Where is his lucky clover? Well, if you see this flashback, you’ll know it’s in the Breakfast Club vinyl case.

The flashbacks are used to progress the story and add heart to the episode, unlike The Book of Boba Fett where they’re used to explain what happened to the character but don’t really serve anything else.


But I digress, this isn’t a rant about The Book of Boba Fett, though I can speak for ages about it.


Back to the episode, it’s revealed that the clover isn’t in the vinyl cover and therefore Yancy must have stolen it. You feel like Fry, you feel these ruthless emotions towards this guy that you’ve never met, he doesn’t even exist in the real world, yet you hate him.


Fry: The whole place has been cleaned out! Yancy stole my clover! That thief!”


I also love this exchange between the core gang:


Leela: How do you know it didn't disintegrate?

Fry: Everything else in here held up OK.

Bender: Except Sports by Huey Lewis.


Trailing outside, Fry uncovers a statue of Philip J. Fry the first man to land on Mars. Clearly outraged that not only did Yancy steal his dream and his clover, but also his name; Fry seeks to reclaim what was his.


It’s a big reveal but not the biggest in this episode, and it was a bold move on the writing staff to then include a flashback of the same scene. We see Yancy trying on his father’s suit about to be married, for once we see the parents actually care about their missing son, Philip.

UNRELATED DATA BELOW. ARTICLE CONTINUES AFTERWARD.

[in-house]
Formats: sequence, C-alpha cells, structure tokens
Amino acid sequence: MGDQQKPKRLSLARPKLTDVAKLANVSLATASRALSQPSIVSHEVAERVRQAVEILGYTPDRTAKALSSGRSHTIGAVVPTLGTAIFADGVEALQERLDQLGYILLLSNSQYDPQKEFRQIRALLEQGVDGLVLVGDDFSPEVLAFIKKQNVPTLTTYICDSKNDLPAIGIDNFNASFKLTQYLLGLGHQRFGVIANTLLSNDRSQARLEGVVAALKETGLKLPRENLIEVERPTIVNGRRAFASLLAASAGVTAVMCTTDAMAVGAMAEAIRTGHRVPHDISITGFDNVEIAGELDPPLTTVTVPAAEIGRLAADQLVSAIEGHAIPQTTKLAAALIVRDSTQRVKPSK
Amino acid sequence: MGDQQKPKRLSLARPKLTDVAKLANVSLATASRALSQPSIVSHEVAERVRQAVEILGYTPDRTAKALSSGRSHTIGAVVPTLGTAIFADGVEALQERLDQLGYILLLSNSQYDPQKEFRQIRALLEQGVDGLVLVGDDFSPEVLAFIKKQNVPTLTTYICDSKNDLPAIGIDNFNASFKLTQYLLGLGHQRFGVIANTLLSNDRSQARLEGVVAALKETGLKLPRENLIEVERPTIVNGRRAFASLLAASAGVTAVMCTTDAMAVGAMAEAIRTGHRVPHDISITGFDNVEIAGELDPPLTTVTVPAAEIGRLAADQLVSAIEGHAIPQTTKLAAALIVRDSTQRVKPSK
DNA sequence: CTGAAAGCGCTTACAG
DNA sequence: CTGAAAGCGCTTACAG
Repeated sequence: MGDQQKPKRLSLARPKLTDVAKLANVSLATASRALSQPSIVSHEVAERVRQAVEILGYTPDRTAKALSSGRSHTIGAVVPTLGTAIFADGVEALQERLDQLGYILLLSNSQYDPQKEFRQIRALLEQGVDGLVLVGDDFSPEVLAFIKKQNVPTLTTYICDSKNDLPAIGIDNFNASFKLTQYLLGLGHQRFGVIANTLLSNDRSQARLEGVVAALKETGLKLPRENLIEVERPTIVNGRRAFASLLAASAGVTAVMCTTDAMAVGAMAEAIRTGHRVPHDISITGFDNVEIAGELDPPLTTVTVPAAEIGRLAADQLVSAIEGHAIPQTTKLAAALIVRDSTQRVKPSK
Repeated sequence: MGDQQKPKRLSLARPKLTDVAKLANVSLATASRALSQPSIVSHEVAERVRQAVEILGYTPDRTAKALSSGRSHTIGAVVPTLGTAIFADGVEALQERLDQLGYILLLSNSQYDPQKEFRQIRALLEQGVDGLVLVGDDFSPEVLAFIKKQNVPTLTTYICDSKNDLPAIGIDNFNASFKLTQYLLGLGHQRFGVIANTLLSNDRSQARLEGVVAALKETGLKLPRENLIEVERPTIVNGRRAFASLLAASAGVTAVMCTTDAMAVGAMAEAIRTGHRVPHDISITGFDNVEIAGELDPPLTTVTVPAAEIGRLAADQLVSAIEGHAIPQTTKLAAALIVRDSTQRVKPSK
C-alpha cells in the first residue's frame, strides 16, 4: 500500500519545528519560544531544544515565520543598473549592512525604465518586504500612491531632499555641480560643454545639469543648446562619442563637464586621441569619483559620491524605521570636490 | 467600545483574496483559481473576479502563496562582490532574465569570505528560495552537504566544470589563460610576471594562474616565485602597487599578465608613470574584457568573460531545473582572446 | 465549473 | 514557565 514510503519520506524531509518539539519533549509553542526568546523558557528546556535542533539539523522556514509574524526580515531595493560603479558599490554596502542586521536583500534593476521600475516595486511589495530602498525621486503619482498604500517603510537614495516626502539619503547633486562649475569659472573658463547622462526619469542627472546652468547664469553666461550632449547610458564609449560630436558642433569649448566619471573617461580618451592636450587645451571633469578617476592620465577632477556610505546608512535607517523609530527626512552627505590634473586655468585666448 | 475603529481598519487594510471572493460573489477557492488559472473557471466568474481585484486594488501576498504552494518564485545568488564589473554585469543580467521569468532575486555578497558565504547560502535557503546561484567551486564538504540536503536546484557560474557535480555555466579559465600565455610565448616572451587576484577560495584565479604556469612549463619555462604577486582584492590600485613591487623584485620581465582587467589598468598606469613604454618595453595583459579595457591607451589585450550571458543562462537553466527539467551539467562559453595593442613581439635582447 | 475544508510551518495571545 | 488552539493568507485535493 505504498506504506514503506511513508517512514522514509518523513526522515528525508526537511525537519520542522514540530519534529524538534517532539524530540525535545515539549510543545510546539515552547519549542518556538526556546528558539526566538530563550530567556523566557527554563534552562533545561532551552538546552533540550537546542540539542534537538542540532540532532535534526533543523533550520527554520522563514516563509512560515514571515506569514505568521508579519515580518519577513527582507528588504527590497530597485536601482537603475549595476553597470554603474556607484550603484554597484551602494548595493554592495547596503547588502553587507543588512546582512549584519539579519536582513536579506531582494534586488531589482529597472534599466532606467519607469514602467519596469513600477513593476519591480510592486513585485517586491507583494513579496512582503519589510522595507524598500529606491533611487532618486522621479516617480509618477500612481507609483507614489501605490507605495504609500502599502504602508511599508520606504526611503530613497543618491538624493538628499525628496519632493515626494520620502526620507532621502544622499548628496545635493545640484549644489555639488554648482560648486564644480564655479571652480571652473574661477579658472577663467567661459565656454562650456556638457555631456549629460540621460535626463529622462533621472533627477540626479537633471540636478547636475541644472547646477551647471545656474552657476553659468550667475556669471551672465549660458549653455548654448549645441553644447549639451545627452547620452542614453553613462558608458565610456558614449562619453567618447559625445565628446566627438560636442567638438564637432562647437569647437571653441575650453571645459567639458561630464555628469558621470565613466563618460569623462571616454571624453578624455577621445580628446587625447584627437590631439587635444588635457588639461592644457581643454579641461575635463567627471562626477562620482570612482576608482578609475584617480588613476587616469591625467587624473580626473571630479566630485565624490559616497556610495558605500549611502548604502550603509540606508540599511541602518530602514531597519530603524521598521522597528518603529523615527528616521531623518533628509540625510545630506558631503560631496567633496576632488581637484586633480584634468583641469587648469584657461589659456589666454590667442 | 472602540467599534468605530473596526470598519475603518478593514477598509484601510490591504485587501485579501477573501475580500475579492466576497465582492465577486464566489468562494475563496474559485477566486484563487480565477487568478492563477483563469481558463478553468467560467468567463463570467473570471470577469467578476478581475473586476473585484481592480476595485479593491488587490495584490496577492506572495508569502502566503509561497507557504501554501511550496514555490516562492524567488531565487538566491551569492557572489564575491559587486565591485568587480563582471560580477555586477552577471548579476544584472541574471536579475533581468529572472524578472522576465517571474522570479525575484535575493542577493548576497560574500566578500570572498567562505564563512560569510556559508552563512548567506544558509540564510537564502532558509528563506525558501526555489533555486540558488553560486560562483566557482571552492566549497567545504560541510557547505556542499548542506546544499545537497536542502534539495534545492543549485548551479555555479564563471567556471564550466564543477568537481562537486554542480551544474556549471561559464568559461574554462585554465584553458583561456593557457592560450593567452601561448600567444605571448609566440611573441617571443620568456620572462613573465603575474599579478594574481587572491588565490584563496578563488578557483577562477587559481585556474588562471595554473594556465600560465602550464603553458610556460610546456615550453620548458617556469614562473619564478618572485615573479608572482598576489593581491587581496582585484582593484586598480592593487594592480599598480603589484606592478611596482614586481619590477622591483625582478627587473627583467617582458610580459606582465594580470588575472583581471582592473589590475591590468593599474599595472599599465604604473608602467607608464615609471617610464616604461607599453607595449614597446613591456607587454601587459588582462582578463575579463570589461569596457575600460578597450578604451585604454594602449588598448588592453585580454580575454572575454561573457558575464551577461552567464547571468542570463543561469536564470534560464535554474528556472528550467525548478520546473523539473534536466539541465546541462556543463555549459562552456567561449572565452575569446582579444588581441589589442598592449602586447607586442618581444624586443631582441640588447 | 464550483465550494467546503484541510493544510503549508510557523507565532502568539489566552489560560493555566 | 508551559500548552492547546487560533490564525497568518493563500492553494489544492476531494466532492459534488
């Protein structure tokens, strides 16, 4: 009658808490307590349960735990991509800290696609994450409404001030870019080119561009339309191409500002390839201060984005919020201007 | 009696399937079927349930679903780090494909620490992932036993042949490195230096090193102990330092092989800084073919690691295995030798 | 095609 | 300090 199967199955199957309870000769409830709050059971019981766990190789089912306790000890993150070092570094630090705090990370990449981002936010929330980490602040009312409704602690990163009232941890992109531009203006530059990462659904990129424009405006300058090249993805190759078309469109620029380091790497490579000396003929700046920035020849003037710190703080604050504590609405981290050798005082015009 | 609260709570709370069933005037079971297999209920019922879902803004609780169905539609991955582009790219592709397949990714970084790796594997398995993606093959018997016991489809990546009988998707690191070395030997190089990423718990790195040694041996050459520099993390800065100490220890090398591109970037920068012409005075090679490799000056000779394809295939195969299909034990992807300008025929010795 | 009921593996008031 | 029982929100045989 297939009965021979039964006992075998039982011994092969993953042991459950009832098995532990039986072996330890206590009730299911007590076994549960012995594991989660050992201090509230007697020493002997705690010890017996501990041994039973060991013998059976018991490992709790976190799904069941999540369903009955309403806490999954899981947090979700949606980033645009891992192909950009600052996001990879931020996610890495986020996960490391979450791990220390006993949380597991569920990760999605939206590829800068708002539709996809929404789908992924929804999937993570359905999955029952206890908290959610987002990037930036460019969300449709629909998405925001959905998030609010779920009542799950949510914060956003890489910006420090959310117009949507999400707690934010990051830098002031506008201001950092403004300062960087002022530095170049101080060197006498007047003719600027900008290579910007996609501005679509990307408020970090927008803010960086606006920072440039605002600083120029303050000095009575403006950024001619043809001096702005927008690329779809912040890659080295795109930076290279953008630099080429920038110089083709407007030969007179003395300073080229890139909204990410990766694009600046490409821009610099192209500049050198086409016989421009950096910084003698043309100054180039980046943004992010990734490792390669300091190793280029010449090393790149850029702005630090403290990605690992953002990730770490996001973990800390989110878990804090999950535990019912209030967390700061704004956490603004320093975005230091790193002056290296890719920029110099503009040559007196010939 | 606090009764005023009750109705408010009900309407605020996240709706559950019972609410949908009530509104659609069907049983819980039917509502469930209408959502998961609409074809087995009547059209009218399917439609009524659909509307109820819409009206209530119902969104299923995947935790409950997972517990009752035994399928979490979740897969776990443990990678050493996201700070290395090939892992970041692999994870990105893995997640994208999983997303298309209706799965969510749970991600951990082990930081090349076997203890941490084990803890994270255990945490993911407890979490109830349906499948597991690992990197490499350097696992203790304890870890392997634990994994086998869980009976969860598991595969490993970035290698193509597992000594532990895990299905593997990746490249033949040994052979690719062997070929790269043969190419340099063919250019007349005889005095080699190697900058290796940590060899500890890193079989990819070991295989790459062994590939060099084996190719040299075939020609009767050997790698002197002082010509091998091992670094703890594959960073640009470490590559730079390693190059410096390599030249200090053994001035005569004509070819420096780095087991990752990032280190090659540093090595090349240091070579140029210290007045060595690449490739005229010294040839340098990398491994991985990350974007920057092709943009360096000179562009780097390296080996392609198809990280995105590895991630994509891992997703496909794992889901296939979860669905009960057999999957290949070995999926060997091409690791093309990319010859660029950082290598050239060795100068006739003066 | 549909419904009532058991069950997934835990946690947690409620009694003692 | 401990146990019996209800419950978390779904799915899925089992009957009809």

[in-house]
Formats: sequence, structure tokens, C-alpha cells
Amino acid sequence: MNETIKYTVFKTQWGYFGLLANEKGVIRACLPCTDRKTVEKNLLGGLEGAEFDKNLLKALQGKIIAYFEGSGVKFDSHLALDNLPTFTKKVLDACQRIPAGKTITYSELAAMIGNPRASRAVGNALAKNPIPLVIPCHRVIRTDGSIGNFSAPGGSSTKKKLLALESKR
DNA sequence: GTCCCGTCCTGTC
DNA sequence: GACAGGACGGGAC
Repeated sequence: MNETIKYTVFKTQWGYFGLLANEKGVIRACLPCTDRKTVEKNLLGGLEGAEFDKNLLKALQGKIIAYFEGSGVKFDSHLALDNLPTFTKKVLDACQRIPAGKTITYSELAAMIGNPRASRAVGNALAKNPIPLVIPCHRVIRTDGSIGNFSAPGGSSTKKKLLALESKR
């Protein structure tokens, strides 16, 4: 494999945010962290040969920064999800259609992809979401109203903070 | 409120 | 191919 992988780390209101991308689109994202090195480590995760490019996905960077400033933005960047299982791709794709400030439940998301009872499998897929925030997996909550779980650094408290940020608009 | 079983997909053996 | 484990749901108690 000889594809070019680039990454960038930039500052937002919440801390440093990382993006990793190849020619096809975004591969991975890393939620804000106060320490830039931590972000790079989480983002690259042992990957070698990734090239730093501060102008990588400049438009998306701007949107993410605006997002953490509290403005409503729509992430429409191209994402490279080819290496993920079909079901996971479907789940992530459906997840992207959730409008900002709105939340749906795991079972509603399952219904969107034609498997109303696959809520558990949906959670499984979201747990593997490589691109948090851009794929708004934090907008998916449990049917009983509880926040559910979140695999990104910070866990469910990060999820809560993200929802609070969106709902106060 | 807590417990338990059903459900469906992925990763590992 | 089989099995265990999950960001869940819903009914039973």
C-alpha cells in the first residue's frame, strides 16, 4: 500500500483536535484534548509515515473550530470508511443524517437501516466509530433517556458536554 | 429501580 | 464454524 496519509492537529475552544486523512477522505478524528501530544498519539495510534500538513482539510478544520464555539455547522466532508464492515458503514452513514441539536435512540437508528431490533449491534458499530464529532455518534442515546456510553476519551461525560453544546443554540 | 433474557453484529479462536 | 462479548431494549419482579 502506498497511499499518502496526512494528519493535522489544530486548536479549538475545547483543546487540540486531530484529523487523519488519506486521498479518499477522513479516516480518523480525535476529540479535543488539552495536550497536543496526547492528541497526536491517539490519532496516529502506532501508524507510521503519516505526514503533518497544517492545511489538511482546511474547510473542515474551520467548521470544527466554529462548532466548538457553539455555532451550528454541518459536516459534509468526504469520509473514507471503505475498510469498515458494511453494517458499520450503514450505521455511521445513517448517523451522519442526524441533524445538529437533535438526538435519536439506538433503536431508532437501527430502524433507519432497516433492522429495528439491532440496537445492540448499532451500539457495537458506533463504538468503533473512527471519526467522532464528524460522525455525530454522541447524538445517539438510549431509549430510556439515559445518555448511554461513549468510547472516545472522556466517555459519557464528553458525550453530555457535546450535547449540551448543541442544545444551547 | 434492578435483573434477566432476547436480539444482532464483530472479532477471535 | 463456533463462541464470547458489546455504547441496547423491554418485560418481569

Mr. Fry: Yancy, that tux got me through 'Nam in style. [He sighs.] I just wish your brother were still around to see this.

Mrs. Fry: I'll never forget the day Philip disappeared. Wisconsin won the Rose Bowl 17-9. Oh, I miss him.


In an effort to include Fry in his wedding, Yancy goes to Fry’s vinyl collection and finds the clover. The scene ends there, and we return back to the future where the Planet Express crew are discussing the Philip J. Fry.


Even though this episode aired in the early 2000s, the jokes about technology listening to you still holds up. The line from the Professor about his computer searching up the word ‘fry’ after hearing him say it is scary as that’s out present right now.


It cuts to this video on Philip J. Fry, the first man on Mars, the leader of the Leaf Seven rock band, a philanthropist, entrepreneur and a great man truly worthy of narration.


Yancy has done so much with his life, but he stole Fry’s dreams, his name and his clover, the thing that made it all happen in the first place. So, it’s decided, Fry is going to get his clover back from his no-good brother.

I love in this little information video we get of Yancy; the narration says: “Today, Fry spends most of his time in his grave in Orbiting Meadows National Cemetery, buried with the trademark seven-leaf clover that will bring him luck in the next life, perhaps some Egyptians believe.”


I just love Futurama’s take on those museum-like videos or celebrity documentaries where it always ends with a random voice saying, ‘and you can find them today at home baking cookies with their grandkids’ or ‘their famous leather jacket at a Hollywood Planet restaurant’.


So here it is, the end of the episode. Fry, Leela and Bender are at the cemetery with shovels in hand ready to dig up the fake Philip J. Fry. They find his body buried in the world hero's section and start digging, the scene is tense.


Again, the dialogue is just so good. Even during such a sombre moment there is still room for comedy.


Leela: “They buried your brother in the World Heroes section? I'm impressed.”